Character Study on Apphia

Character Study on Apphia

Philemon 1: And to our beloved Apphia, and Archippus our fellowsoldier, and to the church in thy house:

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American Tract Society Bible Dictionary - Apphia
Philippians 1:2 , supposed by some to have been the wife of Philemon.

Easton's Bible Dictionary - Apphia
Increasing, a female Christian at Colosse (Philippians 1:2 ), supposed by some to have been the wife of Philemon.
Fausset's Bible Dictionary - Apphia
Latin; Αppia . The wife, or close relative, of Philemon. She would not otherwise be mentioned with Philemon in the address (Philemon 1:2), on a domestic matter.

Hitchcock's Bible Names - Apphia
Productive; fruitful
Hastings' Dictionary of the Bible - Apphia
APPHIA . A Christian lady of Colossæ, a member of the household of Philemon, probably his wife ( Philippians 1:2 ).

Hastings' Dictionary of the New Testament - Apphia
(in some Manuscripts and VSS [Note: SS Versions.] Aphphia or Appia)

A Christian lady of Colossae, designated by St. Paul (Philemon 1:2) as ‘sister’ (ἁδελφῇ, so א ADE), in the Christian sense. Authorized Version , following inferior manuscript testimony, substitutes ‘beloved’ (ἀγαπητῇ); some Manuscripts have both words. Grotius regards the name as a softened and hellenized form of the Latin Appia; but Lightfoot (Col. and Philem.3, 1879, p. 306) and Zahn (Introd. to NT, 1909, i. 453) show that the name is Phrygian and is found in numerous ancient Phrygian inscriptions.

Most commentators (following Chrysostom and Theodoret) regard Apphia as Philemon’s wife, since otherwise her name either would not have been introduced at all in a private letter, or at least would have been put after the name of Archippus (q.v. [Note: quod vide, which see.] ), who was an office-bearer. As the wife of Philemon, Apphia would have some claim to be consulted in such a matter as the forgiveness and emancipation of a slave. The possibility, however, of her being the sister (literally) of Philemon is not grammatically excluded if the reading ‘sister’ be accepted.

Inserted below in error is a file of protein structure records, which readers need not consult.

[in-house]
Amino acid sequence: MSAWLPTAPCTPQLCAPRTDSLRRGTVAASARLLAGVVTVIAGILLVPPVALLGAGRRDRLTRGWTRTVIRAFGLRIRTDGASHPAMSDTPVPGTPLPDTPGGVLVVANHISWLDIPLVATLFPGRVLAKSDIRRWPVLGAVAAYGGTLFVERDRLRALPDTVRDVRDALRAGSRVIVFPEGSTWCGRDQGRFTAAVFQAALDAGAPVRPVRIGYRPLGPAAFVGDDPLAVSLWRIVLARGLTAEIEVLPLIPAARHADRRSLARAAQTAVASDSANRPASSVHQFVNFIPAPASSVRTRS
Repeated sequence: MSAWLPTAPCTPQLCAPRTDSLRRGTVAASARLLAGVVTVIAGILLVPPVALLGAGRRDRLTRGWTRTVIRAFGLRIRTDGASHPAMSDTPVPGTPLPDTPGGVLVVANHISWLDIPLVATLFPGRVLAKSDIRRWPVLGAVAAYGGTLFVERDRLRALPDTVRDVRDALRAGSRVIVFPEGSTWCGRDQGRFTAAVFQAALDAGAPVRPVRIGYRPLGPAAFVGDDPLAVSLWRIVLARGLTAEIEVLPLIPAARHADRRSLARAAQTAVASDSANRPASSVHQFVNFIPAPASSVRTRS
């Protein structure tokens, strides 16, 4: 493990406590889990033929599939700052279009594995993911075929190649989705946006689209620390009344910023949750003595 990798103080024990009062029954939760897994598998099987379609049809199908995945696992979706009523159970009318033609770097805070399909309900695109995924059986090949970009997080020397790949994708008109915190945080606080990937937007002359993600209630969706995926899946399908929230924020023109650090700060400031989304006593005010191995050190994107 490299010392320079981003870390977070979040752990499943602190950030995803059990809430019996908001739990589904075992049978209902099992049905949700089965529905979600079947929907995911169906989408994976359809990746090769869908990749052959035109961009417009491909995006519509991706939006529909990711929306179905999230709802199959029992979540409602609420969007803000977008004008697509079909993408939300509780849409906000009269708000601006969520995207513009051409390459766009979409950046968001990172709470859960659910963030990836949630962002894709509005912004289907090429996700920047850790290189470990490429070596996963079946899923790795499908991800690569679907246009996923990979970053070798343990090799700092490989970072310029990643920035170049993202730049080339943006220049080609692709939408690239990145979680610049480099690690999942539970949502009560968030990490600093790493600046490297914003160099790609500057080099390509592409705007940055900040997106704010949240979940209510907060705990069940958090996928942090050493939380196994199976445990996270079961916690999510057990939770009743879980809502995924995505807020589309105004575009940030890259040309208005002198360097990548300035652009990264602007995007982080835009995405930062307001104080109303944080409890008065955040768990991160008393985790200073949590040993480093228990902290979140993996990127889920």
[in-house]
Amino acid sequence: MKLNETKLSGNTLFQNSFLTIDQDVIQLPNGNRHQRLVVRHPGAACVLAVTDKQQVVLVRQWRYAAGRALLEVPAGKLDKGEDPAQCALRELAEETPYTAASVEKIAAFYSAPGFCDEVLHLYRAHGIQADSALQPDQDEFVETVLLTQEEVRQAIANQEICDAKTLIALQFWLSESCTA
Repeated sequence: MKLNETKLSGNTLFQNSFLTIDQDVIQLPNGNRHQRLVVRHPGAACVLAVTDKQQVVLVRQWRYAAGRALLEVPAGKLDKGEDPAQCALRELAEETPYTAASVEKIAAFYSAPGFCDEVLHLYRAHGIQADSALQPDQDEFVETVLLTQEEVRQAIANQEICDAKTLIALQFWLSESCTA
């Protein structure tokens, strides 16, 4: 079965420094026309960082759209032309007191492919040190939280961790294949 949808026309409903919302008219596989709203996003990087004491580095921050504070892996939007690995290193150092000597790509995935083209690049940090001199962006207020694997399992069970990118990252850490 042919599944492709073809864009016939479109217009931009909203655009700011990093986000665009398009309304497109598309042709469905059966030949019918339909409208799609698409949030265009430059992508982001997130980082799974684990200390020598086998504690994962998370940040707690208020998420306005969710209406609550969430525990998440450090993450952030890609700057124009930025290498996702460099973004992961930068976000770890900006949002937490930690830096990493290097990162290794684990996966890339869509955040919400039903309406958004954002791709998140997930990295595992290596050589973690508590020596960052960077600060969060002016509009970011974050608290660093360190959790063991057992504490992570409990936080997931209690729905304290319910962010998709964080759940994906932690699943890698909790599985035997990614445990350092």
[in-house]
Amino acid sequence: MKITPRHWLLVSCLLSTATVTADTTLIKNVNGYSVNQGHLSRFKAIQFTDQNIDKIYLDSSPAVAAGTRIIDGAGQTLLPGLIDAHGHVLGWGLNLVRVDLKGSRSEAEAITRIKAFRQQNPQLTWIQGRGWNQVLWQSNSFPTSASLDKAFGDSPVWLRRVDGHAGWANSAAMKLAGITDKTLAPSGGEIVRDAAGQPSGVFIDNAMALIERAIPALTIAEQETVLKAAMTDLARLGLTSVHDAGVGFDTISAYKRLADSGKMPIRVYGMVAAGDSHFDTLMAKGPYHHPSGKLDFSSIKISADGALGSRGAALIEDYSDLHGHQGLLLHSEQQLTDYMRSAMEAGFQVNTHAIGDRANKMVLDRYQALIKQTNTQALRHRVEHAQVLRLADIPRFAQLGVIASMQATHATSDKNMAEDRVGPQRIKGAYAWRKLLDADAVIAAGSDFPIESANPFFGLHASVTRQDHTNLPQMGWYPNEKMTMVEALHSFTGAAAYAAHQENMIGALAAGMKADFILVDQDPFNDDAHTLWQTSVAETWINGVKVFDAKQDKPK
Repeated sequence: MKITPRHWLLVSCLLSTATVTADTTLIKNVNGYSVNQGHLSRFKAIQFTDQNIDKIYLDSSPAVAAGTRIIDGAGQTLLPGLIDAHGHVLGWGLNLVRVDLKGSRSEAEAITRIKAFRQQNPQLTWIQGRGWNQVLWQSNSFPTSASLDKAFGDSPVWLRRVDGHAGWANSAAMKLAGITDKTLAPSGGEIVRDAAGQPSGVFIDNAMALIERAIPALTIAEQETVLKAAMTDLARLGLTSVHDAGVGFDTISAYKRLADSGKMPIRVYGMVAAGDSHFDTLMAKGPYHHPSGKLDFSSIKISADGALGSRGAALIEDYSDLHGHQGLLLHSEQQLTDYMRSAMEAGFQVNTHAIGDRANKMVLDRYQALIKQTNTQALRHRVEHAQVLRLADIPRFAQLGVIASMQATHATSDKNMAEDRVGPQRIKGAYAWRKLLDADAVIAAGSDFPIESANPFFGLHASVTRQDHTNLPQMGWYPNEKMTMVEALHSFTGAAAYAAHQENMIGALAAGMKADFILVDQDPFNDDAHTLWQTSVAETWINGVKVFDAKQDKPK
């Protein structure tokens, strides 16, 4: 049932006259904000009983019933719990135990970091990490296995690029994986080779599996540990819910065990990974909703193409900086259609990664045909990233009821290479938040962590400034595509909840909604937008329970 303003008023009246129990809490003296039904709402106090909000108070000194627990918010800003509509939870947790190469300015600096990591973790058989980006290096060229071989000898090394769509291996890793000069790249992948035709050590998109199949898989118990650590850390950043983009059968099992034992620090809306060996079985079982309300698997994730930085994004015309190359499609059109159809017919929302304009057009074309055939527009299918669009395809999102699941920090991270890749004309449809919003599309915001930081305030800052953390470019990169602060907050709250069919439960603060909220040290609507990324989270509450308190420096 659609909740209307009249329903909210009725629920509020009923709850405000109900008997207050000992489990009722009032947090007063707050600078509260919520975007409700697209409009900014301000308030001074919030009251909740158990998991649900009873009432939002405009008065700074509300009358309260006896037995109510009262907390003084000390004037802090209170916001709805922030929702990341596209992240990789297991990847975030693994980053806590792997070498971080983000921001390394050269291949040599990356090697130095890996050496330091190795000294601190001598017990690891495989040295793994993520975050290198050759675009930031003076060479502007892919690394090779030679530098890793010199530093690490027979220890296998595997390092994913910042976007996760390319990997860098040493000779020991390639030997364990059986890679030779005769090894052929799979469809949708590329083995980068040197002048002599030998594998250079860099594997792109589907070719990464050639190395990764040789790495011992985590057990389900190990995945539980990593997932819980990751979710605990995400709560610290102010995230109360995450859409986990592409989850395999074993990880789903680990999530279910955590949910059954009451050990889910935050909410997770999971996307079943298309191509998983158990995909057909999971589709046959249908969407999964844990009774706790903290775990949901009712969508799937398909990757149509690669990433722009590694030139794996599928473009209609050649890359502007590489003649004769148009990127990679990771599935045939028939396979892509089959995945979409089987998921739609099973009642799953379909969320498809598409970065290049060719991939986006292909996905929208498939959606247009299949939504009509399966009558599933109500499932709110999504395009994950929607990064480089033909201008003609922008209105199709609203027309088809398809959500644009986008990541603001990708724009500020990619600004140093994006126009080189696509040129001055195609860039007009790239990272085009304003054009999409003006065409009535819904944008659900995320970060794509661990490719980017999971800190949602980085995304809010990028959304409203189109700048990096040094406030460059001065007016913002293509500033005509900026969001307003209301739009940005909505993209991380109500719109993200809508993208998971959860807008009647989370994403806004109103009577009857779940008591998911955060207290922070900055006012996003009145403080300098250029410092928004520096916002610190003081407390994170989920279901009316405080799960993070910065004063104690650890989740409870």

The ancient Greek Martyrology represents Apphia (along with Philemon) as suffering martyrdom under Nero on Nov. 22 (see Menœa for November).

Literature.-See under Philemon. Henry Cowan.

Holman Bible Dictionary - Apphia
(ap' fih uh) Christian lady Paul greeted as “beloved” while writing Philemon (Acts 26:2 ). Early Christian tradition identified her as Philemon's wife, a claim that can be neither proved nor disproved.



Morrish Bible Dictionary - Apphia
Probably the wife of Philemon, whom Paul addresses in that epistle, ver. 2.

Sentence search

Apphia - Apphia
Apphia - ... Most commentators (following Chrysostom and Theodoret) regard Apphia as Philemon’s wife, since otherwise her name either would not have been introduced at all in a private letter, or at least would have been put after the name of Archippus (q. As the wife of Philemon, Apphia would have some claim to be consulted in such a matter as the forgiveness and emancipation of a slave. ... The ancient Greek Martyrology represents Apphia (along with Philemon) as suffering martyrdom under Nero on Nov
Philemon, Theology of - The letter to Philemon is also addressed to Apphia and Archippus (v. Perhaps Apphia was the wife of Philemon and Archippus was his son
Archippus - A member of Philemon's family, possibly his son, whence Paul includes him in the same salutation with Philemon and Apphia, and the church in Philemon's house (Philemon 1:2)
Philemon - Paul’s greeting is to husband, wife ( Apphia ), and son, with the church in Philemon’s house
Quartus - also 2 Corinthians 8:18; 2 Corinthians 12:18), while two Christian women, Phoebe and Apphia, are alluded to as ‘our sister’ (Romans 16:1, Philemon 1:2)
Philemon, the Epistle to - Paul addresses this epistle also to Apphia, who, from its domestic subject, is supposed to have been Philemon's wife, and to Archippus, a minister of the Colossian (Colossians 4:17) church, and supposed to be Philemon's relative and inmate of his house
Colosse - ... Probably during Paul's "two years" stay at Ephesus, when "all which dwelt in Asia heard the word of the Lord Jesus" (Acts 19:10; Acts 19:26), Epaphras, Philemon (Philemon 1:2; Philemon 1:13; Philemon 1:19), Archippus, Apphia, and other natives of Colosse (which was on the high road from Ephesus to the Euphrates), becoming converted at Ephesus, were subsequently the first preachers in their own city
Philemon, Epistle to - ) to Philemon, with Apphia and Archlppus, and the church in his house
Philemon Epistle to - -After salutations to Philemon, Apphia, and Archippus (qq
Colossians, Epistle to the - Philemon’s wife, Apphia (Philemon 1:2), bore a Phrygian name